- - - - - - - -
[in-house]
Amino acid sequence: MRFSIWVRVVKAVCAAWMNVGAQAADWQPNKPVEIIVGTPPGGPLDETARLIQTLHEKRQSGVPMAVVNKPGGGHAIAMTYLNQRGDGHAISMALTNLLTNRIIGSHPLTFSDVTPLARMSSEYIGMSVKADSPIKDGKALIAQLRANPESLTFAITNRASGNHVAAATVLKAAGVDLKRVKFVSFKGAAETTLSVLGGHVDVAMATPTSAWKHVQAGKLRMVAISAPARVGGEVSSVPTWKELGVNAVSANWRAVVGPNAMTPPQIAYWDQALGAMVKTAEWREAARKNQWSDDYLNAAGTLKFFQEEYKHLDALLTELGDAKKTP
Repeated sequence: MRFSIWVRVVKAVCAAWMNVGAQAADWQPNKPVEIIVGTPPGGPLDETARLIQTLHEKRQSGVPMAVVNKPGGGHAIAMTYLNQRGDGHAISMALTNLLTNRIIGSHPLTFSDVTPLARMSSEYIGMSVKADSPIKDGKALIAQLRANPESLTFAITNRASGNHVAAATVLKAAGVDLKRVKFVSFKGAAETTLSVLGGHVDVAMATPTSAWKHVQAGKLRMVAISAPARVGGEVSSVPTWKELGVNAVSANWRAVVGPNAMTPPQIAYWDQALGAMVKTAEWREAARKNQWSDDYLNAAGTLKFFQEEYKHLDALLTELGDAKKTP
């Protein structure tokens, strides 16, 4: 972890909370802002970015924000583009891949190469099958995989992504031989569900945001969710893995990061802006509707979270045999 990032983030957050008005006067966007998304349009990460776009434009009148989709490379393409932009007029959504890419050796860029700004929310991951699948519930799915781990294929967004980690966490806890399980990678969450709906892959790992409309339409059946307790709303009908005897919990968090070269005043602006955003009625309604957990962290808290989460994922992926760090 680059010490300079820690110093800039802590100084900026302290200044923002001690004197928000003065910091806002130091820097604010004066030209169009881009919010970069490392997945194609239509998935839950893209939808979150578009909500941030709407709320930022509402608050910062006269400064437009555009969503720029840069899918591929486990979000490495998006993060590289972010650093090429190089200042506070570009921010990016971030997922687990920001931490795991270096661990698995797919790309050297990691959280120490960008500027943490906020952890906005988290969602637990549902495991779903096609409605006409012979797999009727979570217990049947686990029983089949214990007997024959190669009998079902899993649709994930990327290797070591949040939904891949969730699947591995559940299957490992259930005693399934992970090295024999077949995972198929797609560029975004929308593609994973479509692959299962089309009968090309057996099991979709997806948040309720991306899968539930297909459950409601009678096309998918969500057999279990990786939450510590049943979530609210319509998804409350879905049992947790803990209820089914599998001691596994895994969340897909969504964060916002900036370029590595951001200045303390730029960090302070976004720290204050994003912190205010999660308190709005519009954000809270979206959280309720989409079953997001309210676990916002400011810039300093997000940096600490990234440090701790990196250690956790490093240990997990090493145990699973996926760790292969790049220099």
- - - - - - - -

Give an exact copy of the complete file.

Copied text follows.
[in-house]
Amino acid sequence: MRFSIWVRVVKAVCAAWMNVGAQAADWQPNKPVEIIVGTPPGGPLDETARLIQTLHEKRQSGVPMAVVNKPGGGHAIAMTYLNQRGDGHAISMALTNLLTNRIIGSHPLTFSDVTPLARMSSEYIGMSVKADSPIKDGKALIAQLRANPESLTFAITNRASGNHVAAATVLKAAGVDLKRVKFVSFKGAAETTLSVLGGHVDVAMATPTSAWKHVQAGKLRMVAISAPARVGGEVSSVPTWKELGVNAVSANWRAVVGPNAMTPPQIAYWDQALGAMVKTAEWREAARKNQWSDDYLNAAGTLKFFQEEYKHLDALLTELGDAKKTP
Repeated sequence: MRFSIWVRVVKAVCAAWMNVGAQAADWQPNKPVEIIVGTPPGGPLDETARLIQTLHEKRQSGVPMAVVNKPGGGHAIAMTYLNQRGDGHAISMALTNLLTNRIIGSHPLTFSDVTPLARMSSEYIGMSVKADSPIKDGKALIAQLRANPESLTFAITNRASGNHVAAATVLKAAGVDLKRVKFVSFKGAAETTLSVLGGHVDVAMATPTSAWKHVQAGKLRMVAISAPARVGGEVSSVPTWKELGVNAVSANWRAVVGPNAMTPPQIAYWDQALGAMVKTAEWREAARKNQWSDDYLNAAGTLKFFQEEYKHLDALLTELGDAKKTP
């Protein structure tokens, strides 16, 4: 972890909370802002970015924000583009891949190469099958995989992504031989569900945001969710893995990061802006509707979270045999 990032983030957050008005006067966007998304349009990460776009434009009148989709490379393409932009007029959504890419050796860029700004929310991951699948519930799915781990294929967004980690966490806890399980990678969450709906892959790992409309339409059946307790709303009908005897919990968090070269005043602006955003009625309604957990962290808290989460994922992926760090 680059010490300079820690110093800039802590100084900026302290200044923002001690004197928000003065910091806002130091820097604010004066030209169009881009919010970069490392997945194609239509998935839950893209939808979150578009909500941030709407709320930022509402608050910062006269400064437009555009969503720029840069899918591929486990979000490495998006993060590289972010650093090429190089200042506070570009921010990016971030997922687990920001931490795991270096661990698995797919790309050297990691959280120490960008500027943490906020952890906005988290969602637990549902495991779903096609409605006409012979797999009727979570217990049947686990029983089949214990007997024959190669009998079902899993649709994930990327290797070591949040939904891949969730699947591995559940299957490992259930005693399934992970090295024999077949995972198929797609560029975004929308593609994973479509692959299962089309009968090309057996099991979709997806948040309720991306899968539930297909459950409601009678096309998918969500057999279990990786939450510590049943979530609210319509998804409350879905049992947790803990209820089914599998001691596994895994969340897909969504964060916002900036370029590595951001200045303390730029960090302070976004720290204050994003912190205010999660308190709005519009954000809270979206959280309720989409079953997001309210676990916002400011810039300093997000940096600490990234440090701790990196250690956790490093240990997990090493145990699973996926760790292969790049220099």